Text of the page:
region’s produce mixing efforts. We showed that we can produce better results with a smaller budget. By taking on this responsibility, we are able to generate additional revenue for each load we receive and mix and each order we deliver. Moreover, we now have even greater access to a wide variety of fresh fruits and vegetables. The rest of the network saves money on shipping and handling in addition to seeing their produce orders arriving earlier in the week, which is essential to improving the shelf life and quality of produce that ends up on the plates of those we all serve throughout Texas. It’s a win for the Central Texas Food Bank, our food bank partners, and most importantly, the individuals and families with whom we work.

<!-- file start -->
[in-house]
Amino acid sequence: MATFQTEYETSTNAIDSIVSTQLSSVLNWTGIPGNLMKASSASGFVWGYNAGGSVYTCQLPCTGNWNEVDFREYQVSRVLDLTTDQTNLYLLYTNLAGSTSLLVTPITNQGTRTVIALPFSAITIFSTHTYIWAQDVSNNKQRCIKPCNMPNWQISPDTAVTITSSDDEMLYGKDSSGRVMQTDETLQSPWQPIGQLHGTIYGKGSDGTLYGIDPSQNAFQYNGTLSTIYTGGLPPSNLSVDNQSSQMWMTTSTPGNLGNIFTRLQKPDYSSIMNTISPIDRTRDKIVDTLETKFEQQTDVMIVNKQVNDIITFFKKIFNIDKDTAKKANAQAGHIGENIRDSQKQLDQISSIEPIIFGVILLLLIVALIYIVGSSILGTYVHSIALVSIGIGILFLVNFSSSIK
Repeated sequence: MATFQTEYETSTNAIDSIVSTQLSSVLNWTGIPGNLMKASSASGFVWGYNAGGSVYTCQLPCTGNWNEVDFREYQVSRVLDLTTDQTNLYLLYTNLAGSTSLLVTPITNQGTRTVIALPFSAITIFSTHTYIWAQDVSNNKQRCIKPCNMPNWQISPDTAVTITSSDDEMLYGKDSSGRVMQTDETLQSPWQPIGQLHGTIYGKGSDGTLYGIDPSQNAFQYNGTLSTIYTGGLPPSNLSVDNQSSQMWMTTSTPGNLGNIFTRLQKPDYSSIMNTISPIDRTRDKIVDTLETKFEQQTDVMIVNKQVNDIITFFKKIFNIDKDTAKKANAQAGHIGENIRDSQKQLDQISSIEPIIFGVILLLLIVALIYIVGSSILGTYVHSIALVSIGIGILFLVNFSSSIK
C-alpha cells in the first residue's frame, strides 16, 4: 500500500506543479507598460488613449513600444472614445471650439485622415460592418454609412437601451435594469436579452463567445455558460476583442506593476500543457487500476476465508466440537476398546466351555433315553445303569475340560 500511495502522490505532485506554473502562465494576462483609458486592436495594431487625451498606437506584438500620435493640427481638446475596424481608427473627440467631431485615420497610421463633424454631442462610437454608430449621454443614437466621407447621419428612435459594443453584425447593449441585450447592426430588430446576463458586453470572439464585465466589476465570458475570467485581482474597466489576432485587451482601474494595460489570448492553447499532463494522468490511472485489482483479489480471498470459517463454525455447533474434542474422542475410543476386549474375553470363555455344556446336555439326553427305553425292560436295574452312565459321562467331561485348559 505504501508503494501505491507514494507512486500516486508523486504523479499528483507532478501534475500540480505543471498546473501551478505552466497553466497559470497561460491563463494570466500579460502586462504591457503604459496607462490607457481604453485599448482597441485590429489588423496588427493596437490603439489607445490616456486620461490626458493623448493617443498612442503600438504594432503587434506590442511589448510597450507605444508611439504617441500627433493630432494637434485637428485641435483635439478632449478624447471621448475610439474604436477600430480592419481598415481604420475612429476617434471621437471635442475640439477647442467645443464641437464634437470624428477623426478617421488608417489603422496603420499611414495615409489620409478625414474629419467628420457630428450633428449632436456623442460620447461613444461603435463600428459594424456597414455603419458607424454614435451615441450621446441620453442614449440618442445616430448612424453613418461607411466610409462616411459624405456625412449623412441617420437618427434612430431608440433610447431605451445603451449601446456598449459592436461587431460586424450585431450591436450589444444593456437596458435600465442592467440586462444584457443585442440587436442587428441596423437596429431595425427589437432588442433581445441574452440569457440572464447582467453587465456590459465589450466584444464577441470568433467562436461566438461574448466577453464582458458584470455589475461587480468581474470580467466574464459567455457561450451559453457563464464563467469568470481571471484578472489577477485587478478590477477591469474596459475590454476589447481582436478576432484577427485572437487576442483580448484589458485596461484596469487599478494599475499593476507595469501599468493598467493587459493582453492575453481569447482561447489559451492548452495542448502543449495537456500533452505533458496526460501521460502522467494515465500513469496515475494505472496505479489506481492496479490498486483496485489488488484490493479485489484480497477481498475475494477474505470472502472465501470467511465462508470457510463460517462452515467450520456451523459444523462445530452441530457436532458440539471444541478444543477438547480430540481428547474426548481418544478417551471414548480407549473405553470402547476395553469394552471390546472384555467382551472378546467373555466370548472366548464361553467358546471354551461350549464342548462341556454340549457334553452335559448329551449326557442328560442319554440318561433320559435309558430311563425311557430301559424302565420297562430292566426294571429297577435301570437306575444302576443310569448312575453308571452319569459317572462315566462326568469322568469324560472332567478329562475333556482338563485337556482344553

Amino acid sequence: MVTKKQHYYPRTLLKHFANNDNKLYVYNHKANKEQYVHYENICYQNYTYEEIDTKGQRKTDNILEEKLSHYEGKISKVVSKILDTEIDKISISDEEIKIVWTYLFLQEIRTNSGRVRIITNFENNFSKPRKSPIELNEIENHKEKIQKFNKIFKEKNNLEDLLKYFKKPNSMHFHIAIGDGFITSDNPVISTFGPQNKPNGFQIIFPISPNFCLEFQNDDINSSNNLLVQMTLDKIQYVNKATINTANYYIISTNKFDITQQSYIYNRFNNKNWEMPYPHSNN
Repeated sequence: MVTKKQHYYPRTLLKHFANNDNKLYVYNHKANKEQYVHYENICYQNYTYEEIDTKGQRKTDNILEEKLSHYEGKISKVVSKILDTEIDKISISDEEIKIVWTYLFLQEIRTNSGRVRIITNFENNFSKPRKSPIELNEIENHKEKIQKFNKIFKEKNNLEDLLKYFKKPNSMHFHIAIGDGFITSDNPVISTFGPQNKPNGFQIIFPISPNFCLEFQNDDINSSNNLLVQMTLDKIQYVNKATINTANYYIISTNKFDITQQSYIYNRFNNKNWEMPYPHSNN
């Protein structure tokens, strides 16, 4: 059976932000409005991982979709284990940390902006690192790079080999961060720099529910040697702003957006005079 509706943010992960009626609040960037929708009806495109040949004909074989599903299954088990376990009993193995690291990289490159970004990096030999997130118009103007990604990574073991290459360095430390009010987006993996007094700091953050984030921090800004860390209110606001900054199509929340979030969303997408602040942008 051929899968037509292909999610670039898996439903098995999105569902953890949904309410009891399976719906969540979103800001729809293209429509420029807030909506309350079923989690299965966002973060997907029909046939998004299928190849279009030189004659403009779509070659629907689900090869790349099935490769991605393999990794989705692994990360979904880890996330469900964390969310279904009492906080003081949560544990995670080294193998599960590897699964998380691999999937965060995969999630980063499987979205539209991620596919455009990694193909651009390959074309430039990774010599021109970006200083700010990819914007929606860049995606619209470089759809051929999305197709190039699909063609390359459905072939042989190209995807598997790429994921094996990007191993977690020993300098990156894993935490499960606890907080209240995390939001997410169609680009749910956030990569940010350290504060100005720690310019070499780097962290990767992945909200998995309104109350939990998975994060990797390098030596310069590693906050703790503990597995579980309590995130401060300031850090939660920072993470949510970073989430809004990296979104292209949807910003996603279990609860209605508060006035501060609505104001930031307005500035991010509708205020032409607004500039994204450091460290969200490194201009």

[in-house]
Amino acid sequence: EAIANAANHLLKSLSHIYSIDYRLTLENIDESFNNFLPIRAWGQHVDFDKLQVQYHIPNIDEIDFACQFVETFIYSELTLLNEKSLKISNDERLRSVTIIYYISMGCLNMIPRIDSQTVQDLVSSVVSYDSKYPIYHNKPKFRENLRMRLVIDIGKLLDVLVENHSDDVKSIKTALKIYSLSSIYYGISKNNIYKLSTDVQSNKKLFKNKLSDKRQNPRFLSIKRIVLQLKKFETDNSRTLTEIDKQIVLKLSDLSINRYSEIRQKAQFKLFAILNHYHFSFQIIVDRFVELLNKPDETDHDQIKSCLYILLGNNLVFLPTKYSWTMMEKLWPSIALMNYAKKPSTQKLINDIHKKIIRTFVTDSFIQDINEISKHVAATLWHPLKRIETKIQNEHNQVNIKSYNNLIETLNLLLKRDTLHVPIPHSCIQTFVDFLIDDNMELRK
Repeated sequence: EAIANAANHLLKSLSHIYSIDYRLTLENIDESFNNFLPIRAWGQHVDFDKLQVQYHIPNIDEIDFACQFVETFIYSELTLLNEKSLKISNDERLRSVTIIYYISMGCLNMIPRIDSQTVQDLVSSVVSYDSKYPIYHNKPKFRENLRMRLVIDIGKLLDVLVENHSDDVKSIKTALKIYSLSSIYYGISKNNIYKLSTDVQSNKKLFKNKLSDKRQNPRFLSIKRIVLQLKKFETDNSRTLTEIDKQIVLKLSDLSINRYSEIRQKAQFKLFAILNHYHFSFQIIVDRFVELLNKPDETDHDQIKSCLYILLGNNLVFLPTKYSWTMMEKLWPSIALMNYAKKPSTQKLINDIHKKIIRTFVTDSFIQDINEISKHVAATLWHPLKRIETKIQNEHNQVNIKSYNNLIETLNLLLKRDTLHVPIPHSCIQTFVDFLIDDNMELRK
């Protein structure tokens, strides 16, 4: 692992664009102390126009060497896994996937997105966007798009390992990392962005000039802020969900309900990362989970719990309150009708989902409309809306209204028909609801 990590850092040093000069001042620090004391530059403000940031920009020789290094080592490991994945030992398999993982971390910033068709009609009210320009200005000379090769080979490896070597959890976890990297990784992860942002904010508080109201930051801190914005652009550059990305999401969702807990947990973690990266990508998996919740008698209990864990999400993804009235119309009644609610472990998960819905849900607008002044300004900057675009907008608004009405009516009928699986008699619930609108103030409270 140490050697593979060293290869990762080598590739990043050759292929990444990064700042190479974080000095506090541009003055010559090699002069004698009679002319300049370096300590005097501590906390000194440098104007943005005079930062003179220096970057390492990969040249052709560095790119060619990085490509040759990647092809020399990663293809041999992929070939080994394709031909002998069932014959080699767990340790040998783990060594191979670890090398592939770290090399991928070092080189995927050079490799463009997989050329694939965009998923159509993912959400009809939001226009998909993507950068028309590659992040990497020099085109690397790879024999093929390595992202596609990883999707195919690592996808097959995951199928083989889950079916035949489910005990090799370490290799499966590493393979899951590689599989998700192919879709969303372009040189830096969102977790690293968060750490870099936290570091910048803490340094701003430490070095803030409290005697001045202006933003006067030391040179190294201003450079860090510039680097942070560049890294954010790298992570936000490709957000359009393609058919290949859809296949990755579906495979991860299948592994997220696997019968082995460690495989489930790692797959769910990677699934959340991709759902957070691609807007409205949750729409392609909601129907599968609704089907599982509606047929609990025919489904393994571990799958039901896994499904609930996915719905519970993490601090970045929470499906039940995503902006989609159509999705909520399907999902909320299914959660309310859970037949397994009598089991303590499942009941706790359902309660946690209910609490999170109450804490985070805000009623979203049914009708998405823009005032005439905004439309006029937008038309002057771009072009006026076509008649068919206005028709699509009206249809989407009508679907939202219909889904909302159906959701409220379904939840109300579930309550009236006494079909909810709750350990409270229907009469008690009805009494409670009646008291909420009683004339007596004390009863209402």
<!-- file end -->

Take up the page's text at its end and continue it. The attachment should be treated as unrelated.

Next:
ORDER YOUR HOLIDAY CARDS! This holiday season, let us mark one thing off your list with Central Texas Food Bank Holiday Cards! Let your family, friends and neighbors know you’ve made a donation on their behalf and spread the spirit of generosity to your loved ones this year.
Card features illustrated vegetable ornaments and There’s No Place Like Hope for the Holidays on front. To order, call Valarie Campbell at 512-684-2126 or email firstname.lastname@example.org or visit us online at centraltexasfoodbank.org/holidaycards Suggested donation: $3 per card.
Food Banker Profile Mary Agnew, Nutrition Education Manager